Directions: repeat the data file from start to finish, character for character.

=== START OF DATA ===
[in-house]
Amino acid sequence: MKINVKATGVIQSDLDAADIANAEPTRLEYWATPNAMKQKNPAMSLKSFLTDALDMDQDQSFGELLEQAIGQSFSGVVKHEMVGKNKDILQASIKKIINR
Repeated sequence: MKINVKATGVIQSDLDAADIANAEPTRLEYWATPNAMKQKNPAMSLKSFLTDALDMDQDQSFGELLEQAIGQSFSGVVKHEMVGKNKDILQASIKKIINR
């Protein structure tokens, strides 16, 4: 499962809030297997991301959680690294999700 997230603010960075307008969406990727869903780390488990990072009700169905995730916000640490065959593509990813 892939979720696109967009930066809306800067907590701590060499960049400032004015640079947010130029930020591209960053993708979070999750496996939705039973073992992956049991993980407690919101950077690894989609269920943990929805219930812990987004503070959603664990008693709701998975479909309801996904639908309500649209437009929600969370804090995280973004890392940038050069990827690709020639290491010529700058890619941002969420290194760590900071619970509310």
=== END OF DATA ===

[in-house]
Amino acid sequence: MKINVKATGVIQSDLDAADIANAEPTRLEYWATPNAMKQKNPAMSLKSFLTDALDMDQDQSFGELLEQAIGQSFSGVVKHEMVGKNKDILQASIKKIINR
Repeated sequence: MKINVKATGVIQSDLDAADIANAEPTRLEYWATPNAMKQKNPAMSLKSFLTDALDMDQDQSFGELLEQAIGQSFSGVVKHEMVGKNKDILQASIKKIINR
């Protein structure tokens, strides 16, 4: 499962809030297997991301959680690294999700 997230603010960075307008969406990727869903780390488990990072009700169905995730916000640490065959593509990813 892939979720696109967009930066809306800067907590701590060499960049400032004015640079947010130029930020591209960053993708979070999750496996939705039973073992992956049991993980407690919101950077690894989609269920943990929805219930812990987004503070959603664990008693709701998975479909309801996904639908309500649209437009929600969370804090995280973004890392940038050069990827690709020639290491010529700058890619941002969420290194760590900071619970509310």